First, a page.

• frank
    776
    Sure, but who disagrees with this?Hanover

    Yes it's pretty obvious.
  • Banno
    2.7k
    Then meaning is not use. Meaning is your internal idea approximated in the picture you paint through utterances, gestures, or an actual picture. Some are better at painting pictures and are easily and accurately understood and some are better at interpreting and understanding what is being conveyed, but others not.Hanover

    Nice. But just as meaning is a construal from use, belief is a construal from use. What we can get closer to is agreement, not meaning.
  • creativesoul
    2.5k
    I would agree that belief statements can be put in form of propositional attitude. Not all belief consists of predication. As before...
    — creativesoul

    You don't see this as contradictory. OK. You think a belief can be both an attitude towards a proposition and yet not consist in a predication, as if a proposition need not be a predication. And yet you also say
    All statements are predication.
    — creativesoul
    .

    I don't find that at all helpful.
    Banno

    Try drawing and maintaining the distinction between belief and belief statements. That would be most helpful.

    Belief can be put into the form of an attitude towards a proposition. That is not to say that all belief can be. Belief statements can be. Not all belief are belief statements.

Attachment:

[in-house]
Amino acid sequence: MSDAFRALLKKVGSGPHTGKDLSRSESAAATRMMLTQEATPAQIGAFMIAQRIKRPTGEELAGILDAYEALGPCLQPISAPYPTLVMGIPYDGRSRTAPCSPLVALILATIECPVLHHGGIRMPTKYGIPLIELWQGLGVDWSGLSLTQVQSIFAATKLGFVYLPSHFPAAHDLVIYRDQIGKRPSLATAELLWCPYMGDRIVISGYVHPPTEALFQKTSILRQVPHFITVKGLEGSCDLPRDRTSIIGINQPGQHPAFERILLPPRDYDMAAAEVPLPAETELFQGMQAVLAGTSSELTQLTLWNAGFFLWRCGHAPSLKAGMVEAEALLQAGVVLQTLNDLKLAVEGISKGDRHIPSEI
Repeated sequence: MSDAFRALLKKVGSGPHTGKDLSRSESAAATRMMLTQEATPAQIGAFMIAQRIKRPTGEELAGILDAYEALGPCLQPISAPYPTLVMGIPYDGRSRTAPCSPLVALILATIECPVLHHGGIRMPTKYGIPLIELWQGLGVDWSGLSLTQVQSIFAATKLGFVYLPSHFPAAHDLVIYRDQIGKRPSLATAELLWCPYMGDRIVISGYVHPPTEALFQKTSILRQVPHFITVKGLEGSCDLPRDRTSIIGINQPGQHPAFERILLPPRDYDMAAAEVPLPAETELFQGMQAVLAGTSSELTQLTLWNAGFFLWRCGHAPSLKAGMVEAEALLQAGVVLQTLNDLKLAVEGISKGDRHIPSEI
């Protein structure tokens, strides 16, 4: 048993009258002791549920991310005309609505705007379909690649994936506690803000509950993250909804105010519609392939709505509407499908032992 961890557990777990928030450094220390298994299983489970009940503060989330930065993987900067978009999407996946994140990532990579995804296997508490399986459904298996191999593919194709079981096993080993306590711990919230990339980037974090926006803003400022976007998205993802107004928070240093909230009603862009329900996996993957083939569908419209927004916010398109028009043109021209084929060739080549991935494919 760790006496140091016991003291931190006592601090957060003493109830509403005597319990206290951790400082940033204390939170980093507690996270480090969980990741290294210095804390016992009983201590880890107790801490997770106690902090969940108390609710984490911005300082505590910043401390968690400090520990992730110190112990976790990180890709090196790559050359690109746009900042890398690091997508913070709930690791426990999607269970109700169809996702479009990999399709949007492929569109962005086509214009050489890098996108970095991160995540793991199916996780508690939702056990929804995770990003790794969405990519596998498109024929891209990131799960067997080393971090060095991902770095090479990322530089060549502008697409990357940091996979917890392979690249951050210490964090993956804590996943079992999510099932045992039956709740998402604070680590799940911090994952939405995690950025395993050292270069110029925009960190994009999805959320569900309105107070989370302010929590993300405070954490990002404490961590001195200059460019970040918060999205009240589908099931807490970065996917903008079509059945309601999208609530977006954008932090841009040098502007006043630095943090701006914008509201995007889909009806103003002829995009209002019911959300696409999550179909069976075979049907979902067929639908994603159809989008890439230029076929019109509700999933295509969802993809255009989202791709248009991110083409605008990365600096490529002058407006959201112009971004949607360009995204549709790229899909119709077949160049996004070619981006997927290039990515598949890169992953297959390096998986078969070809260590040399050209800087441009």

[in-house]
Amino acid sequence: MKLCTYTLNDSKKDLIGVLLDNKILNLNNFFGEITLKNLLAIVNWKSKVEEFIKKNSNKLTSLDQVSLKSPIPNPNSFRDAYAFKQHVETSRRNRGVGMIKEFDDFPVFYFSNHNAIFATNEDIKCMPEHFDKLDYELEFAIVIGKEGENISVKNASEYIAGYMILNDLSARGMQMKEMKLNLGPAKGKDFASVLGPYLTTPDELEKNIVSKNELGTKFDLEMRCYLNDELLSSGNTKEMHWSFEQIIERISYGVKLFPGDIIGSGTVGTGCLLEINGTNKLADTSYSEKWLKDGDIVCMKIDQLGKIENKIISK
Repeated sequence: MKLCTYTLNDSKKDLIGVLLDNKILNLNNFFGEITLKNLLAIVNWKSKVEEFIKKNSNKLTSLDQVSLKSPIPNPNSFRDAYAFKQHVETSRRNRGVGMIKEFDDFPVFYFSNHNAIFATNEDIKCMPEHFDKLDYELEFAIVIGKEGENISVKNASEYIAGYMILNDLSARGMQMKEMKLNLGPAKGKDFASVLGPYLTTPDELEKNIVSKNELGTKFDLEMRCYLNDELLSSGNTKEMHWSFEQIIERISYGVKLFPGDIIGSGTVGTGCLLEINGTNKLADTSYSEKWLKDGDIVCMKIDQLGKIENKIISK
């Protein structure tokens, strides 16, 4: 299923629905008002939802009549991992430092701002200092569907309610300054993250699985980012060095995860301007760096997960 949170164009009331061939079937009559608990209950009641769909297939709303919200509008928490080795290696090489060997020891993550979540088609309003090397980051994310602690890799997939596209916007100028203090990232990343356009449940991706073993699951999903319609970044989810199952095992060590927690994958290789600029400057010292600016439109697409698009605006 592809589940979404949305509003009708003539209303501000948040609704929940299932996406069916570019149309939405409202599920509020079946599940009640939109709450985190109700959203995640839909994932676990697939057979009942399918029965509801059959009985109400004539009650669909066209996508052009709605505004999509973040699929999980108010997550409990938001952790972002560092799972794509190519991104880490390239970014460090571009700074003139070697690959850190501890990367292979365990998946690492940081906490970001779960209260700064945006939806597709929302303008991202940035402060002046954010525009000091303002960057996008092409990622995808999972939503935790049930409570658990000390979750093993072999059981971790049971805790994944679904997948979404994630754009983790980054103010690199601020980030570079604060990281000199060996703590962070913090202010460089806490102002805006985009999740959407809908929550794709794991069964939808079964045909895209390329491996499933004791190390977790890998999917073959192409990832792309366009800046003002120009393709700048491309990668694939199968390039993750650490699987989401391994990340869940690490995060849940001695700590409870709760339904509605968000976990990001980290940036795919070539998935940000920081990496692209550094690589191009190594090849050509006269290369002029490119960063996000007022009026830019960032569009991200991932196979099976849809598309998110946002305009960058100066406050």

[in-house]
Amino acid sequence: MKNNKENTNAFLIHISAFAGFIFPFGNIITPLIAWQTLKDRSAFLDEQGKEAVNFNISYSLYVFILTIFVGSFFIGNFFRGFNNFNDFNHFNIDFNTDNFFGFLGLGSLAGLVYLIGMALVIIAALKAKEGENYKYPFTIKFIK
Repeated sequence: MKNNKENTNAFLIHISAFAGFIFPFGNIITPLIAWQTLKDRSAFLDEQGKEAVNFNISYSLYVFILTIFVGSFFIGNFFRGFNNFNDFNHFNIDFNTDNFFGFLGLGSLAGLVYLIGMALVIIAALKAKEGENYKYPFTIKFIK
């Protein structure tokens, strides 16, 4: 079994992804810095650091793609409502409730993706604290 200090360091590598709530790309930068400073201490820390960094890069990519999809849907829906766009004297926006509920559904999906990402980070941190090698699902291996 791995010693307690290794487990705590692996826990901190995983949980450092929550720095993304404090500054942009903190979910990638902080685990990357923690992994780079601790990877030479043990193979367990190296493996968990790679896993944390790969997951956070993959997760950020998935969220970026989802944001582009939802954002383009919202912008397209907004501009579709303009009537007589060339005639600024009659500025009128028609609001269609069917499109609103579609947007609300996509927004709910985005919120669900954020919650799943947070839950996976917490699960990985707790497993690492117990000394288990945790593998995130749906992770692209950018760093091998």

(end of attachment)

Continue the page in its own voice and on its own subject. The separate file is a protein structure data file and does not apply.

The interesting thing about putting belief into the form of a propositional attitude is that in doing so we're changing the form...
  • creativesoul
    2.5k


    So...

    We have belief, belief statements, and belief reports...

    Reports account for that which existed prior to the report. "I believe" is always followed by belief statement(when uttered by a sincere speaker). "S/he believes" is always followed by a belief report.

    Belief statements are statements uttered by a sincere speaker, whether just talking or reporting upon their own and/or another's belief. Belief reports take an account of belief. Belief statements can be false if they contradict fact. Belief reports can be false if they contradict the belief being reported upon.

    An insincere speaker offers a false account of his/her own belief(for what is stated is not what is believed). Your earlier account of Jack's belief conflated your report(which consisted of statements) with Jack's belief(which does not; cannot).

    Is that helpful enough?
  • creativesoul
    2.5k
    It may be worth noting that some belief(particularly those about the rules of language) may be nothing more than an attitude towards a proposition.

    I'm being reminded of Gettier and unnecessary complexity. When the simplest explanation suffices, it would behoove us all to place a measure of good value upon such. Where complexity increases with regard to belief hierarchy, so too does possibility for mistake.